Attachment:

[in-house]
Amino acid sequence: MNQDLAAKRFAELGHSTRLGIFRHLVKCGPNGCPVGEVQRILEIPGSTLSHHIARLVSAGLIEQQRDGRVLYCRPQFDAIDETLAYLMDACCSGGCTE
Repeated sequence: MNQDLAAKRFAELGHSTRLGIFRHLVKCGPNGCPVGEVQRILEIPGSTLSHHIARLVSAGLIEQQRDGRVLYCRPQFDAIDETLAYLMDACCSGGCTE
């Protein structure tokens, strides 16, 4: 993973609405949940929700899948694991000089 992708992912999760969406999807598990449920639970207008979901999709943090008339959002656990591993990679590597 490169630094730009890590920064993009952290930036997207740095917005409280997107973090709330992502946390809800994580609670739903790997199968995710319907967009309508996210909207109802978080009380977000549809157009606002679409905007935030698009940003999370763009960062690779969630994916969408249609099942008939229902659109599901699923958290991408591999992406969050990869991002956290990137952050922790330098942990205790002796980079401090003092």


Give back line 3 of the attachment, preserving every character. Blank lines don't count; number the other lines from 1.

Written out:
Repeated sequence: MNQDLAAKRFAELGHSTRLGIFRHLVKCGPNGCPVGEVQRILEIPGSTLSHHIARLVSAGLIEQQRDGRVLYCRPQFDAIDETLAYLMDACCSGGCTE